BRANCH RETINAL VEIN OCCLUSION
Main risk factors:
- Raised IOP
What to consider in under 50?
- Myeloproliferative disease – polycythaemia, abnromal plasma protein (myeloma)
- Acquired hypercoagulable states – raised homocysteine levels, lupus anticoagulant, antiphospholipid antibodies
- Inhired hypercoagulable states – Factor V Leiden mutation, protein C or S deficiency, antithrombin deficiency, Factor VII deficiency
- Inflammation – Behcet syndrome, sarcoidosis, Wegener’s granulomatosis, Goodpasture syndrome
- Others – CRF, secondary HTN (Cushing syndrome), secondary hyperlipidaemia (hypothyroidism), orbital disease, dehydration.
- FBC / U+E / ESR / PV / TFT / glucose / cholesterol
- Plasma protein electrophoresis
Other test to consider:
- Thrombophilia screen – thrombin time, prothrombin time, activated partial thromboplastin time, protein C & S, factor V Leiden mutation, prothrombin mutation, anticardiolipin antibody (IgG and IgM), lupus anticoagulant
- Autoantibodies – rheumatoid factor, ANA, anti-DNA antibody
- Syphilis serology
- Carotid dopplers
- Variable VA presentation.
- Flame-shaped +/- dot blot haemorrhages with retinal oedema and cotton wool spots
Investigations: OCT, FFA, OCTA
- 6 months – 50% VA 6/12 or better.
- 25% less than 6/60 vision.
Complications of RVO:
- Chronic macular oedema
- Macular ischaemia
- Neovascularisation – 40% of eyes > 5 disc diameter of non-perfusion.
- Medical treatment – treat systemic risk factor or hypercoagulable state (anticoagulant)
- Laser treatment – BVOS: macular laser after 3-6 months observation, good macular perfusion and vision 6/12 or worse. PRP if signs of neovascularisation.
- Steroid treatment – SCORE: only use IVTA in refractory and pseudophakic cases; GENEVA: Ozurdex for macular oedema (last 3 months)
- Anti-VEGF treatment – BRVO (ranibizumab) study – ranibizumab is superior to laser for macular oedema ; BRIGHTER study – ranibizumab + laser made no difference to macular oedema ; BERVOLT study – bevacizumab is safe for macular oedema associated BRVO ; VIBRANT study – aflibercept is superior to laser for macular oedema
- Surgical treatment – PPV for BRVO related vitreous haemorrhage or tractional retinal detachment.
Pathway for treatment:
- Observe for 2-3 months for VA progression and neovascularisation
- Macular oedema present – anti VEGF for first 3 months then see response.
- If not improving macular oedema – consider steroid treatment
- If still not response – consider grid macular laser.
- If signs of neovascularisation – PRP
CENTRAL RETINAL VEIN OCCLUSION
Demographics: Usually unilateral; M=F; >65 years old; Annual risk of 1% in fellow eye.
- Sudden painless loss of vision
- Check for NVI and NVA (NVA appears in 12% on first presentation)
- Raised IOP – risk NVG – ‘100 day glaucoma – neovascularisation within 3 months of CRVO‘
- Flame shaped & Dot/blot haemorrhages in all 4 quadrants of retina
- Other changes in retina – macular oedema, cotton wool spots, optic disc oedema, vitreous haemorrhage or NVD/NVE.
- Chronic changes (6-12 months) – collaterals, venous sheathing & sclerosis at site of obstruction, RPE changes or ERM.
Investigations: FFA; OCT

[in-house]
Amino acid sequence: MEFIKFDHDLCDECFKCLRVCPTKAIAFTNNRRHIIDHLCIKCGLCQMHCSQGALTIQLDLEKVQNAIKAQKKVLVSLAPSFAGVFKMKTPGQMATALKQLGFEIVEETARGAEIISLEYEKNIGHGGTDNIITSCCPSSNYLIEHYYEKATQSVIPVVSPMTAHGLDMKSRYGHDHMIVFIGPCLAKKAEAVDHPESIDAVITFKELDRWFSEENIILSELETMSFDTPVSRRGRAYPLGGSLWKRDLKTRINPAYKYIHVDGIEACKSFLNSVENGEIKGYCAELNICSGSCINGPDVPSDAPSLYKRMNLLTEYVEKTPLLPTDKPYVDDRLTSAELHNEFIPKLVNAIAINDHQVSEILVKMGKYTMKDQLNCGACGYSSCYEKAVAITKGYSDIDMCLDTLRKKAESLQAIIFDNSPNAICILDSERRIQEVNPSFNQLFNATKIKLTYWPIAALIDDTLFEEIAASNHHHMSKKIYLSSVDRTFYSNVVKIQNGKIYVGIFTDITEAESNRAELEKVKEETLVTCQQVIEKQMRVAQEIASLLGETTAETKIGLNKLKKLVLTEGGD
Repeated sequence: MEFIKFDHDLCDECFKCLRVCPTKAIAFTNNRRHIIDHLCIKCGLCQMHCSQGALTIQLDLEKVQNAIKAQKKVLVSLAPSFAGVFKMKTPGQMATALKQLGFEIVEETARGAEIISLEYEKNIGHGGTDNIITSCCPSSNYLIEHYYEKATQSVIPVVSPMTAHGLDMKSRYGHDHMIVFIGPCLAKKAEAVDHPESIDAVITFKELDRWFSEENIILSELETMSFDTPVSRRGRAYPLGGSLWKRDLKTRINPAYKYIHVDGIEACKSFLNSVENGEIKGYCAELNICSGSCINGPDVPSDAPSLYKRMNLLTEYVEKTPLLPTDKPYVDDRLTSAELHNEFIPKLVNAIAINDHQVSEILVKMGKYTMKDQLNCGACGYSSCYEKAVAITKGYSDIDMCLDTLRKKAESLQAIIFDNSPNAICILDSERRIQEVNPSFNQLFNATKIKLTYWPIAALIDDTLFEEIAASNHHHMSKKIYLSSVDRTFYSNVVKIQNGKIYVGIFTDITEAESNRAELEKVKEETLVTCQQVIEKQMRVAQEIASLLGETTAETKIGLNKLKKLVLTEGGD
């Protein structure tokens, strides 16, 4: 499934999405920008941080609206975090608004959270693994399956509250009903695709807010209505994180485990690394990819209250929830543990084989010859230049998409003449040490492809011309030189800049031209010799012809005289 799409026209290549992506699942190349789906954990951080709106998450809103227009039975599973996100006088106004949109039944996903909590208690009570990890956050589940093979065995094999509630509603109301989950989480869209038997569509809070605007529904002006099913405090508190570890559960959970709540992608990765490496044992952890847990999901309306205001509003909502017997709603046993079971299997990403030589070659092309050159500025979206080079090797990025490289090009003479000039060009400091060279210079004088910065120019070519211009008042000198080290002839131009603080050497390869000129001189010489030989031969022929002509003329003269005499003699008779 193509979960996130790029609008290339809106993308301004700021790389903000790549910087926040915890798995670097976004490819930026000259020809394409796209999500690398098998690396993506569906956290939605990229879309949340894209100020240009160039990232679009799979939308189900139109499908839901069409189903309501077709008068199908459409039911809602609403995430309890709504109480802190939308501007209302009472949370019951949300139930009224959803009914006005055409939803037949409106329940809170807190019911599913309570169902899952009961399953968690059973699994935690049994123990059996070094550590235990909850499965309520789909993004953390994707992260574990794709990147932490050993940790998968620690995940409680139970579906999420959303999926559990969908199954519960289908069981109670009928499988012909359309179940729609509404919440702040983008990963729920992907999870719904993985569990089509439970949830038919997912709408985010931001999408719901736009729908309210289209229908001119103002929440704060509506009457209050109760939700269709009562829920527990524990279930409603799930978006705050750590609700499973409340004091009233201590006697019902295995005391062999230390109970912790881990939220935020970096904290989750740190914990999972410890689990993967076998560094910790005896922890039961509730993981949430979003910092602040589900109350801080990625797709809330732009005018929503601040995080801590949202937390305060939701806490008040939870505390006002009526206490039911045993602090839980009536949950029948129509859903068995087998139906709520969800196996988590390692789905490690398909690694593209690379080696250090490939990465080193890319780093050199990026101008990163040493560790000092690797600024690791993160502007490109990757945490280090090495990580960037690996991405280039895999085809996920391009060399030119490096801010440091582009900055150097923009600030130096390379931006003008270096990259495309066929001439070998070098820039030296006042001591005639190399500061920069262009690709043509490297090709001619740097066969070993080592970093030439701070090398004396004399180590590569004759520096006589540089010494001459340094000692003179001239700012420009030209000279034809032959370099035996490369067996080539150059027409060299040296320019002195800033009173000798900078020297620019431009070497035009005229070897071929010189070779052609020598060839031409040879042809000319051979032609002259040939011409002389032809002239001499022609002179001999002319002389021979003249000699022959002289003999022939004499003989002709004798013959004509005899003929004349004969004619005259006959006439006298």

Central retinal vein occlusion study (CVOS):
- Visual acuity 6/12 or better – maintained their vision.
- Poor visual acuity presentation (6/60 or worse) – 20% improvement chance.
- NVA without NVI in 12% of cases.
- Perfused (non-ischaemic) 80% cases vs. Non-perfused (ischaemic) 20% cases.
- Primary treatment – Systemic treatment (BP, DM); hypercoagulable states.
- Macular oedema treatment – observation (first few weeks); SCORE study (IVTA useful – this study led to to the use of Ozurdex); CRUISE study (ranibizumab use – RETAIN study shows ranibizumab use maintain condition in < 1/2 patients at 4 years); COPERNICUS & GALILEO study (aflibercept use maintain vision long-term when used early); Bevacizumab (off license use)
- Neovascularisation treatment: PRP for signs of NVI/NVA/NVD/NVE; topical/systemic anti-glaucoma agents; cycloplegic agents; surgery if IOP uncontrolled; anti-VEGF prior to PRP as adjunct (note: PRP best perform within a week after anti-VEGF).
- Non-clearing vitreous haemorrhage: PPV + endolaser PRP.
ACE: angiotensin converting enzyme; ANA: Antinuclear antibody; BP: Blood pressure; BRVO: Branch retinal vein occlusion; BVOS: Branch Vein Occlusion Study; CRF: Chronic Renal Failure; CRP: C-reactive protein; CXR: chest X-ray; DM: Diabetes Mellitus; ECG: electrocardiogram; ESR: erythrocyte sedimentation rate; ERM: epiretinal membrane; FBC: Full blood count; FFA: fundus fluorescein angiogram; GENEVA: Global Evaluation of Implantable Dexamethasone in Retinal Vein Occlusion with Macular Edema; HTN: hypertension; IOP: Intraocular pressure; IVTA: intravitreal triamcinolone; NVA: neovascularisation of angles; NVD: neovacularisation at disc; NVE: neovascularsiation elsewhere; NVG: neovascular glaucoma; NVI: neovascularisation of iris; OCP: oral contraceptive pills; OCT: optical coherence tomography; OCTA: optical cohorence tomography angiography; PPV: pars plana vitrectomy; PRP:panretinal photocoagulation; PV: plasma viscosity; RAPD: relative afferent pupillary defect;RPE: retinal pigment epithelium; RVO: retinal vein occlusion; SCORE: standard care versus corticosteroids for retinal vein occlusion; TFT: thyroid function test; U+E: urea and electrolytes; VA: visual acuity